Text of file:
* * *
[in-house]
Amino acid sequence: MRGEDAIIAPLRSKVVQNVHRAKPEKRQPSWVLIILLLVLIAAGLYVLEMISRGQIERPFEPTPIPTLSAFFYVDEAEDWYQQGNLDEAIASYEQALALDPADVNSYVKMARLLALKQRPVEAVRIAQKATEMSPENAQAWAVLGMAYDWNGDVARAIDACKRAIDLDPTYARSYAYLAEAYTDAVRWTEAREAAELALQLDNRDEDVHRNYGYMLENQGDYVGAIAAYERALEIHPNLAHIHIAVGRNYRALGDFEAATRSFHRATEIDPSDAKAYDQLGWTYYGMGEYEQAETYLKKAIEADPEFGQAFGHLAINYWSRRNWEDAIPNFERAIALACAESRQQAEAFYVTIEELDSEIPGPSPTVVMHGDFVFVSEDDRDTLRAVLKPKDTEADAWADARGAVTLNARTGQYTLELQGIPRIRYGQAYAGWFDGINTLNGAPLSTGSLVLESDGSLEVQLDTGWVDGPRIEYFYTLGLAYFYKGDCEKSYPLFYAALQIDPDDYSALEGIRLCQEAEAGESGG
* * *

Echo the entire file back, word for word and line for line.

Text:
[in-house]
Amino acid sequence: MRGEDAIIAPLRSKVVQNVHRAKPEKRQPSWVLIILLLVLIAAGLYVLEMISRGQIERPFEPTPIPTLSAFFYVDEAEDWYQQGNLDEAIASYEQALALDPADVNSYVKMARLLALKQRPVEAVRIAQKATEMSPENAQAWAVLGMAYDWNGDVARAIDACKRAIDLDPTYARSYAYLAEAYTDAVRWTEAREAAELALQLDNRDEDVHRNYGYMLENQGDYVGAIAAYERALEIHPNLAHIHIAVGRNYRALGDFEAATRSFHRATEIDPSDAKAYDQLGWTYYGMGEYEQAETYLKKAIEADPEFGQAFGHLAINYWSRRNWEDAIPNFERAIALACAESRQQAEAFYVTIEELDSEIPGPSPTVVMHGDFVFVSEDDRDTLRAVLKPKDTEADAWADARGAVTLNARTGQYTLELQGIPRIRYGQAYAGWFDGINTLNGAPLSTGSLVLESDGSLEVQLDTGWVDGPRIEYFYTLGLAYFYKGDCEKSYPLFYAALQIDPDDYSALEGIRLCQEAEAGESGG